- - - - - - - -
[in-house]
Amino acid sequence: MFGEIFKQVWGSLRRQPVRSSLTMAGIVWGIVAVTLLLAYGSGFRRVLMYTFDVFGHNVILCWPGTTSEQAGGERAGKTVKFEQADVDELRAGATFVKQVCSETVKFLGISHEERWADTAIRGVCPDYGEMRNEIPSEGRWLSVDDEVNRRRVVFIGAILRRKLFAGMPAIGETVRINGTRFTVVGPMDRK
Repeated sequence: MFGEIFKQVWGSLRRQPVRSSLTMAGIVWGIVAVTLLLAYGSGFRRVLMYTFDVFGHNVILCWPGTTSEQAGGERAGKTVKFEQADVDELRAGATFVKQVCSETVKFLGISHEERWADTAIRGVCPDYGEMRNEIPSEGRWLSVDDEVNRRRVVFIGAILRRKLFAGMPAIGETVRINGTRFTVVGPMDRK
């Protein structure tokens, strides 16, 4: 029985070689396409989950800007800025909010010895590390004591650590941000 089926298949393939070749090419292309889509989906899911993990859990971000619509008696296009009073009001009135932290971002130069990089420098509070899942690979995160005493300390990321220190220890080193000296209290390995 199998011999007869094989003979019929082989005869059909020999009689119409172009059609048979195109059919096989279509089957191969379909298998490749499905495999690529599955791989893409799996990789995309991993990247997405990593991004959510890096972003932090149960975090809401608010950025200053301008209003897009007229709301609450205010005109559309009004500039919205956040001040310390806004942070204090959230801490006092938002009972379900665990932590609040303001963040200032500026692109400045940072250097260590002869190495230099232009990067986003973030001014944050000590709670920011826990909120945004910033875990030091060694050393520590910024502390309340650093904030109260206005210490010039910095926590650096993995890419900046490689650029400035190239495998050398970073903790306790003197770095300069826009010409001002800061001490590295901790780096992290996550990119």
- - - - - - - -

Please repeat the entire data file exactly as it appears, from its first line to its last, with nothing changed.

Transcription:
[in-house]
Amino acid sequence: MFGEIFKQVWGSLRRQPVRSSLTMAGIVWGIVAVTLLLAYGSGFRRVLMYTFDVFGHNVILCWPGTTSEQAGGERAGKTVKFEQADVDELRAGATFVKQVCSETVKFLGISHEERWADTAIRGVCPDYGEMRNEIPSEGRWLSVDDEVNRRRVVFIGAILRRKLFAGMPAIGETVRINGTRFTVVGPMDRK
Repeated sequence: MFGEIFKQVWGSLRRQPVRSSLTMAGIVWGIVAVTLLLAYGSGFRRVLMYTFDVFGHNVILCWPGTTSEQAGGERAGKTVKFEQADVDELRAGATFVKQVCSETVKFLGISHEERWADTAIRGVCPDYGEMRNEIPSEGRWLSVDDEVNRRRVVFIGAILRRKLFAGMPAIGETVRINGTRFTVVGPMDRK
């Protein structure tokens, strides 16, 4: 029985070689396409989950800007800025909010010895590390004591650590941000 089926298949393939070749090419292309889509989906899911993990859990971000619509008696296009009073009001009135932290971002130069990089420098509070899942690979995160005493300390990321220190220890080193000296209290390995 199998011999007869094989003979019929082989005869059909020999009689119409172009059609048979195109059919096989279509089957191969379909298998490749499905495999690529599955791989893409799996990789995309991993990247997405990593991004959510890096972003932090149960975090809401608010950025200053301008209003897009007229709301609450205010005109559309009004500039919205956040001040310390806004942070204090959230801490006092938002009972379900665990932590609040303001963040200032500026692109400045940072250097260590002869190495230099232009990067986003973030001014944050000590709670920011826990909120945004910033875990030091060694050393520590910024502390309340650093904030109260206005210490010039910095926590650096993995890419900046490689650029400035190239495998050398970073903790306790003197770095300069826009010409001002800061001490590295901790780096992290996550990119």